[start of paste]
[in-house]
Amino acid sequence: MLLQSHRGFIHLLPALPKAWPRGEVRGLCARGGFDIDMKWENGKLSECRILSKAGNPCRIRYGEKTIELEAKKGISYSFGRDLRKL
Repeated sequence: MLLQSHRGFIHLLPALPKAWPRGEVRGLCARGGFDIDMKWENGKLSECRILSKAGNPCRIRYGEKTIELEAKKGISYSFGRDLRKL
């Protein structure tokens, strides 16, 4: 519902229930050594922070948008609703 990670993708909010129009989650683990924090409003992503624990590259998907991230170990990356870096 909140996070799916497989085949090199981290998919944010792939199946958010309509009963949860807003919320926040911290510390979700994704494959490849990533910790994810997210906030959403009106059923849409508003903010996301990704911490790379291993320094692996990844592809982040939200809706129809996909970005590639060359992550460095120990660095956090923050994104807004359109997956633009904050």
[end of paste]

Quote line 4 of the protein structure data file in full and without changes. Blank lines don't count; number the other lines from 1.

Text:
């Protein structure tokens, strides 16, 4: 519902229930050594922070948008609703 990670993708909010129009989650683990924090409003992503624990590259998907991230170990990356870096 909140996070799916497989085949090199981290998919944010792939199946958010309509009963949860807003919320926040911290510390979700994704494959490849990533910790994810997210906030959403009106059923849409508003903010996301990704911490790379291993320094692996990844592809982040939200809706129809996909970005590639060359992550460095120990660095956090923050994104807004359109997956633009904050």